Sensory impairment may affect a child or young person’s hearing or vision moderately or more severely.

Hearing impairment is caused because the sound signals are not reaching the brain.

Visual impairment means that sight cannot be fully corrected using glasses or contact lenses.

This can cause problems with communication, mobility and learning.

There are many ways to support learning and development:
  • Specialised equipment
  • Adapted resources
  • Direct teaching
  • Staff training

The Sensory Impairment Team

The Sensory Impairment Team are part of the ASN Outreach Service and include:
  • A Teacher of the Deaf (TOD): TODs are members of the Children’s Hearing Service Working Group (CHSWG) and work collaboratively with other professionals within health and education.
  • A Teacher of the Visually Impaired (TVI): TVIs are members of the Visually Impairment Support Service for Children in the Community (VISSCC) and some joint assessments may be carried out.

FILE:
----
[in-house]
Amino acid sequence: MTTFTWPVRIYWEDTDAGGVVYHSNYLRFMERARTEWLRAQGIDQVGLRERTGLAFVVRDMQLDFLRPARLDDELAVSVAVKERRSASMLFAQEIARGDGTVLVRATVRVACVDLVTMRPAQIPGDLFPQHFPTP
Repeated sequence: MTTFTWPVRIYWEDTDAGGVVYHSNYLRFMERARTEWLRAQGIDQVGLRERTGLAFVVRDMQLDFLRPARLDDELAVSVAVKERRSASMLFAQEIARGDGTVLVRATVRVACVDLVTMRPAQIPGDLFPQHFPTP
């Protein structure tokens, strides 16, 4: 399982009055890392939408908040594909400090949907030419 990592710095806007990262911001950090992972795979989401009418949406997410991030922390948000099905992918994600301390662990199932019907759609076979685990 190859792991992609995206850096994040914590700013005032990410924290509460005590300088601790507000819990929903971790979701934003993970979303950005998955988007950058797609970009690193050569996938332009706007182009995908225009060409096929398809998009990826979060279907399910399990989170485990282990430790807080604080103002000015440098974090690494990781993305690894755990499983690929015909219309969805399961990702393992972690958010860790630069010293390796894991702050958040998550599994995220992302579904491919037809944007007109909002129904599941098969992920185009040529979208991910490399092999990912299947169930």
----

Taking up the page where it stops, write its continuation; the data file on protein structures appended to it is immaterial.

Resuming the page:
The team work in partnership with:
  • Families
  • Staff in nurseries and schools
  • Educational Psychologists
  • Speech and Language Therapists
  • Occupational Therapists
  • Physiotherapists
  • Sensory Impairment specialists
The team can:
  • Offer support and advice to families.
  • Visit children in various settings to support learning.
  • Assess, monitor and review progress.
  • Refer to Audiology/ENT if a hearing loss is identified.
  • Work with Opthalmology staff if appropriate.
  • Provide equipment and adapt resources to ensure the curriculum can be assessed.
  • Delivery speech training, e.g. language development, British Sign Language, Braille, life skills and mobility.
  • Advise, support and train school staff on sensory impairment issues.

Requesting Support

Normally the school or nursery will request support following agreement at a staged intervention meeting.

The Sensory Impairment Team can be contacted for advice and guidance.




Last updated: Tuesday, January 26, 2021 2:55 PM